Overall, the event was successful but we did have a larger than average no-show rate. On average, an SPS event has a 20-30% no-show rate. I suspected that it would be a little larger for us and it turned out to be correct. We had close to 50% no-show. We had a week of terrible storms and that Saturday was about as perfect of a day as you could ask for. We had people coming in and out too so it might have seemed a little more than that to attendees. There were people who only stuck around for the morning sessions and people who only attended the evening sessions.
I joked that the event was like my wedding day. Fun, lots of emotions, and in the end, a bit of a blur. I’m looking forward to doing it again next year and I’ve even started looking into hosting other events. Nothing confirmed yet, but I’m looking into a few things. If I do, I’ll keep you posted.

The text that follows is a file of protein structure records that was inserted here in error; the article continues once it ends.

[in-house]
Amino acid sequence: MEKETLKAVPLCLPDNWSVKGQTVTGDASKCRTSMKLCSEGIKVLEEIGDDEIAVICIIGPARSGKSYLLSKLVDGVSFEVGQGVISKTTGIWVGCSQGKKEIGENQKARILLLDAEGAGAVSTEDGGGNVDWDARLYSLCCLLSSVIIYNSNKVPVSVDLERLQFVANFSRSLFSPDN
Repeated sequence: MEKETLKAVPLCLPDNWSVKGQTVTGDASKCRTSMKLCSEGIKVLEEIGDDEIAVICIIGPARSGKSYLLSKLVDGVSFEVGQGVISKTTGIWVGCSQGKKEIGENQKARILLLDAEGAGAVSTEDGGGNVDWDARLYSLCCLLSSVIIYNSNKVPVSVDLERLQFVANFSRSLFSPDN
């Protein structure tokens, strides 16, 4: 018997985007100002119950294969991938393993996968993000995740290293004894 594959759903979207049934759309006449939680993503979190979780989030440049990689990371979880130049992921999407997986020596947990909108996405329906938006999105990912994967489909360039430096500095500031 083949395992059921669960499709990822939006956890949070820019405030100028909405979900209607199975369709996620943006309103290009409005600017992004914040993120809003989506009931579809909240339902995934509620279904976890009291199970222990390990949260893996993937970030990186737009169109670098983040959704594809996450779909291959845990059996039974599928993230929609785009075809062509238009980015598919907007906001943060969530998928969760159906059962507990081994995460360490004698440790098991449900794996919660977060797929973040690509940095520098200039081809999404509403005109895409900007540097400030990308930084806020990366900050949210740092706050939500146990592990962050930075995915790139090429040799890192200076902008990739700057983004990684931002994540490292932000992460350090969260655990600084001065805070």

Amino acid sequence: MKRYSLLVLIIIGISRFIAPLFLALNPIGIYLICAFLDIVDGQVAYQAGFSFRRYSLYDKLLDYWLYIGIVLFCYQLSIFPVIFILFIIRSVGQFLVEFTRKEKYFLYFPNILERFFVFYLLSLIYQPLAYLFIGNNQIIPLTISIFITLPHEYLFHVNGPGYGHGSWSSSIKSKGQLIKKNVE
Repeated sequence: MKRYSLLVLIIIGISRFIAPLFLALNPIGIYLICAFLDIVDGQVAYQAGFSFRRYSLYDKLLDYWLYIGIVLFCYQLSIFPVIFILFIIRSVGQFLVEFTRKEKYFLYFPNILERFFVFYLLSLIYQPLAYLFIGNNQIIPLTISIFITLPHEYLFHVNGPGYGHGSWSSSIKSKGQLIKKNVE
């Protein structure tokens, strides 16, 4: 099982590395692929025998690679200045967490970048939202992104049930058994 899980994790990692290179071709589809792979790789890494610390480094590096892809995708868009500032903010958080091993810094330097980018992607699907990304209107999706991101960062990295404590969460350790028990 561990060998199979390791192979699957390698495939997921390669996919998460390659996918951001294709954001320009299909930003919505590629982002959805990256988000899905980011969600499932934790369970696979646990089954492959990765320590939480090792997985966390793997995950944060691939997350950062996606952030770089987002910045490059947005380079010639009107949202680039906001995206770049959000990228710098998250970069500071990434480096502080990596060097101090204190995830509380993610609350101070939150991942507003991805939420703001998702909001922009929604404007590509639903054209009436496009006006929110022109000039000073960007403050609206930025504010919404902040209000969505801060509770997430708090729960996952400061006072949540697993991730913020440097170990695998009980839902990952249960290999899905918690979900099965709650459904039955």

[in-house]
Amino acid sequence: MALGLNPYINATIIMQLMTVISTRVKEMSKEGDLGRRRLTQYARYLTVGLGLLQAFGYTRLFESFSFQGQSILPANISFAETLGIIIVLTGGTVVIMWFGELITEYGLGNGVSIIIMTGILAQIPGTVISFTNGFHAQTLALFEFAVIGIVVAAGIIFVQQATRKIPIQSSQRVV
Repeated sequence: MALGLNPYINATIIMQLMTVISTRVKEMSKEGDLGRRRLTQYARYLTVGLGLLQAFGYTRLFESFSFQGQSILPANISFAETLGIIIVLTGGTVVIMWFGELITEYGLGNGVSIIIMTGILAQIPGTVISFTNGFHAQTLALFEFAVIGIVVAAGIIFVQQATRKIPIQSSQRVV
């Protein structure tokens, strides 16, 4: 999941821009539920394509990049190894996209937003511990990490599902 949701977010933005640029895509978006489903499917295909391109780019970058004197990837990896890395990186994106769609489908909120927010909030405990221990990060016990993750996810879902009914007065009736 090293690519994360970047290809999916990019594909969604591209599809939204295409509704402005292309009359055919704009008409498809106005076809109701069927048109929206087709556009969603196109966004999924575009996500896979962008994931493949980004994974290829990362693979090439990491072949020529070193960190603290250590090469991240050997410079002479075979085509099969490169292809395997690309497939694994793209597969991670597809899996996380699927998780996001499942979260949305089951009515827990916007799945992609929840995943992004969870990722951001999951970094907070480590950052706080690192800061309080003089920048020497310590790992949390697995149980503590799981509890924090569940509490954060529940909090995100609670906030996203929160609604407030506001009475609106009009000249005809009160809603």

I couldn’t have done it without the help from so many people and I am very grateful for all their help. From Mike Mukalian, Manpreet Singh, Tim Ferro, Bill Wolff, and Tom Daly for their advice, direction, and help, to the volunteers, speakers, sponsors, and attendees who helped make it all a success. Thank you all.